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Winter is traditionally the time of year koi shows are held. Koi enthusiasts from all over the country annually converge to the National show in Johannesburg to let their koi compete with the best in the country and engage in koi-speak for a few days. These shows are colourful events, teeming with activity, with koi connoisseurs and novices discussing seriously the merits of show entries, the public watching in awe the magnificent koi on display in the show vats, and a good measure of Chinese and Japanese ceremonial splendour thrown in to boot.

The actual competition event will usually be staged on a Saturday. On the preceding Friday all the koi have to be benched, meaning that each fish is inspected for good health by a veterinarian, photographed, measured and categorised according to its variety. Unhealthy koi are not allowed to enter in order to prevent the spread of disease. On the Sunday of that week-end the awards ceremony takes place and in the afternoon the show is dismantled and all the fish go home.

All the larger koi events are adjudicated by certified judges, usually from Japan or Taiwan. These gentlemen have endless patience and will judge all fish in a particular size and variety category on its merits, and with all the winners moved to winners ponds, will select the Grand Champions in a specific size grouping, and finally arrive at the Supreme Grand Champion which is the overall winner. It takes many years of experience and training to become a certified judge, and foreign experts  will always allow a small group of local trainee judges to participate in the judging process. They may be asked to voice an opinion or make a choice, but the Chief Judge will always have the right to overule any decision.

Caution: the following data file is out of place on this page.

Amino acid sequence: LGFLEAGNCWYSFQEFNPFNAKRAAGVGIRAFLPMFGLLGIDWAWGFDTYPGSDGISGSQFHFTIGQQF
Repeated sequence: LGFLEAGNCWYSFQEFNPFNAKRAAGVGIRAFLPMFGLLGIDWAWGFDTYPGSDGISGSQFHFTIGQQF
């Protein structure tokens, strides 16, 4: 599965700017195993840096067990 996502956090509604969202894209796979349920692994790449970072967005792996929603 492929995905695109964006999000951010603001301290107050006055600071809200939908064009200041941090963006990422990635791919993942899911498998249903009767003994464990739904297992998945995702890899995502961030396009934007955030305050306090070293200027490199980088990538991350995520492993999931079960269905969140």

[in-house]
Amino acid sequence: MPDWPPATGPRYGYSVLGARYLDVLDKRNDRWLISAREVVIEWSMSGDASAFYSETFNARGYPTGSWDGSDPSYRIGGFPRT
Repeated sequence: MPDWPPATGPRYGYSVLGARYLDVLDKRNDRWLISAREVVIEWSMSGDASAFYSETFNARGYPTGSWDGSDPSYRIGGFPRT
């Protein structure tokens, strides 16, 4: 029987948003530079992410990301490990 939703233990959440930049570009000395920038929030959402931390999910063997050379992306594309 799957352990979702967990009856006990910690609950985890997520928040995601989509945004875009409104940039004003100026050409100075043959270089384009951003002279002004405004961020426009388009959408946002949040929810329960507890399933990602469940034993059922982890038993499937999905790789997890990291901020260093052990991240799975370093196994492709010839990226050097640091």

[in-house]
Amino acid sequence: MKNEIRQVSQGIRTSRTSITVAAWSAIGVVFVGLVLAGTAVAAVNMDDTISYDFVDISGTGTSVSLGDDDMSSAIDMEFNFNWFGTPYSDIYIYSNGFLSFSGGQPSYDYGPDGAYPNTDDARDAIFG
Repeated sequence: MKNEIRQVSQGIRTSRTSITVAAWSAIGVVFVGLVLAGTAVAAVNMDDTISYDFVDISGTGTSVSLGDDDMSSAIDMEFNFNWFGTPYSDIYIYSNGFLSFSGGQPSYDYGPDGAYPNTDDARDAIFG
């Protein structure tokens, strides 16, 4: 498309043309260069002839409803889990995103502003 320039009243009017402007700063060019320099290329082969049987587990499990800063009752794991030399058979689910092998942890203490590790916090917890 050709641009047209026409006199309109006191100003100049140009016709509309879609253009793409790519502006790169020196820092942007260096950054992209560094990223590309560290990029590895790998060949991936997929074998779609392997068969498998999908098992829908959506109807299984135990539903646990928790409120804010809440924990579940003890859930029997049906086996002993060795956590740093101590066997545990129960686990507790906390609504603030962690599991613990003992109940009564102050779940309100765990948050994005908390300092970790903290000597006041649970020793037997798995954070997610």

There are some generally accepted ethics which apply to koi keepers who wish to show their fish at a show. First of these is that though every show quality koi deserves to be exhibited, it will be unfair for the koi with an obvious major defect for which it would be severely penalised irrespective of qualities, to be submitted as entry. It is a humiliation for the koi and his owner alike, and an embarrassment for everyone else. Secondly, the selection of koi entered by a keeper should reflect some skill. As there can only be one winner in any particular size and variety grouping, it will reflect negatively on a keeper that enters more than two fish in such a grouping. Lastly, it is considered rude to comment loudly and proudly how your own fish surpasses others in a show pond. Such discussions and comments must be dignified and never derogatory, as though every koi can hear what you say!

Exhibitors should select from their collection koi that are true to their variety and show the best qualities of colours. The strength of the red, black and other colours are important. The ground colour should be deep. The white as crisp as snow. Koi should not be deformed, have missing body parts like fins or eyes. They must swim graciously and not with a jerky motion. Only then look at the pattern. Select those fish with a striking, different, balanced pattern. Refinement and grace in larger fish, boldness and charm in younger ones....

Shows are open to all, and you need not be a member of the South African Koi Keeper Society in order to participate. There are shows held in all the major centres, from Cape Town to Oudsthoorn. Notification of these shows normally come via the media, but more detailed information will normally be found in the SAKKS newsletters. Being a member of a koi society will certainly prepare the novice and his koi better for participation.

 

Written for Animal Talk magazine --  April 1997

  Servaas de Kock & Ronnie Watt  


Photo: ZNA

A show quality Koi of the Tancho variety. Needless to explain why the Japanese place them in such high regard.

Even so: a very difficult fish to breed and raise to perfection.

Some Koi Questions.
Basic Needs of Koi 
Creating a Collection.
Improving your Collection
Improving your Collection further
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Link to additional information.
 

Copyright 2004-2009 Servaas de Kock
Last modified: 27 September, 2005